Election Aftermath: What’s next?

As Americans recover from the roller coaster that was the 2020 presidential election, there is still much to be decided. From legal battles to the Georgia Senate runoff election, there is still much to be decided.

Although former Vice President Biden won the popular vote by over 5 million votes and received the 270 electoral votes he needed to get a majority in the electoral college, the election is still not over. As soon as major news outlets started to call the election for Biden, President Trump pledged to fight tooth and nail for the election, citing reports of voter fraud, and calling for recounts in several swing states that Biden won. Although President Trump has filed lawsuits in several swing states, the majority of his campaign’s lawsuits have been thrown out by courts. Important lawsuits filed by the Trump Campaign have been thrown out in states such as Michigan and Arizona where Biden narrowly beat the president by a margin of 1-3 percent. However, President Trump’s lawyers have been able to take several cases to court in Pennsylvania, whose 20 electoral votes won Biden the election initially, and have forced a recount in Georgia where Biden won with an extremely narrow margin of votes.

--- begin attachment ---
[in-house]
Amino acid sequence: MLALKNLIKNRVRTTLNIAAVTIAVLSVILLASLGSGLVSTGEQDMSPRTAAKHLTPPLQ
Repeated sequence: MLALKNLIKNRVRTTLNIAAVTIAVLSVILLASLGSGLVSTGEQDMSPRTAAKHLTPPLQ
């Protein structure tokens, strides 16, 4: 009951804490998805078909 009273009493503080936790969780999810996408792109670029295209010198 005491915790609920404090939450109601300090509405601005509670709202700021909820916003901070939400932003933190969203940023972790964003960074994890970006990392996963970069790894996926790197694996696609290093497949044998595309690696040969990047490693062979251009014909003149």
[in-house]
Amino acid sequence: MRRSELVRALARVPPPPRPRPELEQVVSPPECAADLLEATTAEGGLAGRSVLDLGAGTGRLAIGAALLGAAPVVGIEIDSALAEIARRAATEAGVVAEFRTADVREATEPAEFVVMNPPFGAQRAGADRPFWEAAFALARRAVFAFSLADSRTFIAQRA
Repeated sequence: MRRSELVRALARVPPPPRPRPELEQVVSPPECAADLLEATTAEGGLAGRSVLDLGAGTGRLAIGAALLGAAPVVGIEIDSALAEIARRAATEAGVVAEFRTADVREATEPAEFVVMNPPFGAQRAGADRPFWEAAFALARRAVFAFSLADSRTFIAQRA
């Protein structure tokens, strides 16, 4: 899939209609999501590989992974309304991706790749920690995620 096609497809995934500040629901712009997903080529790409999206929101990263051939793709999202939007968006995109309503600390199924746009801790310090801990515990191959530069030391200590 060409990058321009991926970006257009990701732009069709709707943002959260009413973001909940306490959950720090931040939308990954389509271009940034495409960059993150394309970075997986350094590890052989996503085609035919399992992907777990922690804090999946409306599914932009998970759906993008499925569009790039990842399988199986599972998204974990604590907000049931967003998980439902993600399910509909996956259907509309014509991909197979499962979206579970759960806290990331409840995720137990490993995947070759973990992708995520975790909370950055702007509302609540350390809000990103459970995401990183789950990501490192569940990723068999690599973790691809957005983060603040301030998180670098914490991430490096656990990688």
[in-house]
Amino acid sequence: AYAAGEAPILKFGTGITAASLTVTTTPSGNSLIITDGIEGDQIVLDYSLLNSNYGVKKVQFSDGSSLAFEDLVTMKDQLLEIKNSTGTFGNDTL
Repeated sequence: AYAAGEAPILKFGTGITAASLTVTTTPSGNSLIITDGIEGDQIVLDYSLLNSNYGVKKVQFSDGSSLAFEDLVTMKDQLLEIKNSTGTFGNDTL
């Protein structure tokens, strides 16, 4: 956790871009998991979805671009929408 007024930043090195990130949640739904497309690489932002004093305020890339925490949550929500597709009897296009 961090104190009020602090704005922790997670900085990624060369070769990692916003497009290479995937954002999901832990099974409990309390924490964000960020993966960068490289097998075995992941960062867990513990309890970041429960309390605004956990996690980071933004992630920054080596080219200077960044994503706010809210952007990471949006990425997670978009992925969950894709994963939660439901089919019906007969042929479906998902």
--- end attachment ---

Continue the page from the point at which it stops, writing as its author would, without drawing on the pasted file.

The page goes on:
While the fight for Georgia’s 16 electoral votes is extremely important, there is another battle brewing in the Peach State: the fight for the senate. Democrats and independents were able to flip several senate seats which brought them closer to being the majority party in the senate. Since neither party was able to get over 51 percent of the vote in the Georgia senate election there will be another “runoff” election on Jan. 5, which will decide who will control the Senate. If Democrats are able to win both seats in Georgia they will have 50 seats in the senate (combined with the 2 independents who often vote in solidarity with democrats) which is a frightening look for Republicans who were not able to flip the house, and lost the presidential election. Although 50 votes is not a majority in the Senate, ties are broken by the vice president who in this case would be Joe Biden’s running mate Kamala Harris.

While President Trump continues to file lawsuits and dispute election results in states throughout the United States, republicans and democrats are preparing to go to war in Georgia. Although no one knows where Trump’s lawsuits or Georgia’s runoff election will go, it is easy to say that this election is far from over.

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